When I was thinking about starting up a blog in which to try to humanize the idea of women with excessive body hair--as long as a few years before this point--I often wondered what kind of blog it would be. Or rather, what kind of narrator I would be. What kind of voice I would adopt.
Personally, I was most attracted to frankness in blogs, even if it was uncomfortable and offensive at times. Blogs with forceful attitudes that made me sit up and take notice. I also liked humorous blogs, especially those seasoned with sarcastic witticism. The desire to roll my eyes and to laugh with the author made it easier to feel connected with them. I often returned to blogs where I admired or were intimidated by the writer, wanted to have coffee with them, pick their brain, just listen to them ramble on.
But this theme of excess body hair is a tough one. It embarrasses some. I don't want to always be unflinchingly straightforward about it, or turn it into a joke. I like people to be comfortable. I want to be optimistic about the ongoing challenge. A lot of women feel unnecessarily bad enough about their appearance already.
But I get down, too. I get down about my hair a lot. Some of the worst times, for me, are when I start considering trying something new for my hair or skin. I get really excited about the idea. What if this one turns out to be the Best Thing I ever tried? What if after discovering it, hair removal--and my life--become so much easier? But I'm very methodical. I need to analyze. I research the crap out of the method, obsessively, often in one or two nights. I see people batting for the process, and others arguing against it. I begin to wonder if results among women are so different, or if some people are more interested in promoting a product than helping others. I see catty comments and know-it-all rebukes and it begins to disappoint me. Eventually, the negative reviews begin to put things into perspective and I realize I am better off sticking with shaving, which I'm sick of, but which I know very well. And I feel foolish for getting stars in my eyes.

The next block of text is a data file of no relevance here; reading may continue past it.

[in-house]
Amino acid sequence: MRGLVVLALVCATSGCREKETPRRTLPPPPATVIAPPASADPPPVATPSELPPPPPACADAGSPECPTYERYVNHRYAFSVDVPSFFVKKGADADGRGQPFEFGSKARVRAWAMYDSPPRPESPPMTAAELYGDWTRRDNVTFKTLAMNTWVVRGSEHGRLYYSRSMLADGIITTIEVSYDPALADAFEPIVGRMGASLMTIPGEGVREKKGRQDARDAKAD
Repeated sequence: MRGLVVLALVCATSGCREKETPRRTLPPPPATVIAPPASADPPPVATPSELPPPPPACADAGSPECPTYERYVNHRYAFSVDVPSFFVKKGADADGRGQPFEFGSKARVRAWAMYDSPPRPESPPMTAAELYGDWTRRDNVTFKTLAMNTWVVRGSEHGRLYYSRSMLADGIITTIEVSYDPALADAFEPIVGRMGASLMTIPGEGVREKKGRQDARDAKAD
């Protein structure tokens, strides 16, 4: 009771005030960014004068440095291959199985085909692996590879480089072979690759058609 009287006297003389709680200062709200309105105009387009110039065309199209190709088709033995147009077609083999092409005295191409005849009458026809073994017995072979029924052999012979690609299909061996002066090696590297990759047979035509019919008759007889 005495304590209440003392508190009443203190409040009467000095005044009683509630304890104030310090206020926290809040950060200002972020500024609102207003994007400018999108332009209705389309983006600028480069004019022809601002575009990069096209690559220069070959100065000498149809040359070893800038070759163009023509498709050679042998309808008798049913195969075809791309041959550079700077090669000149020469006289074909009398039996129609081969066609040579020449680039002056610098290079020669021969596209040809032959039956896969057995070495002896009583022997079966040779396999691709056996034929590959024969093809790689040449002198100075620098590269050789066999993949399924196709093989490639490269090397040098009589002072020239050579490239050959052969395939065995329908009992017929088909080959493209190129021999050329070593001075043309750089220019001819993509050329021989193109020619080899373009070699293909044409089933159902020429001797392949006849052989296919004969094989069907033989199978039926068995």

Sometimes it's all I can do to keep from turning this blog into a black-backgrounded cyclone of angst.
And I don't always know what to do when that happens, so I just try to distract myself. The despair fades on its own, and I go back to a zombie-like shave-and-cover ritual every morning, and then go on to face a day that is totally unrelated to its first unglamorous fifteen minutes. A day that 95% of the time gets significantly better. Other times I'm able to remind myself that even if I never find a better way of hiding my hair, I still have my health and abilities, family and friends. Sunsets are still beautiful, chocolate is still delicious, and there are still some people out there who are inherently kind and understanding.
And the despair passes, hopefully without always rubbing off here, in my written voice. I certainly don't want to pull anybody down. But I do want people to fathom, even the tiniest bit, what it's like.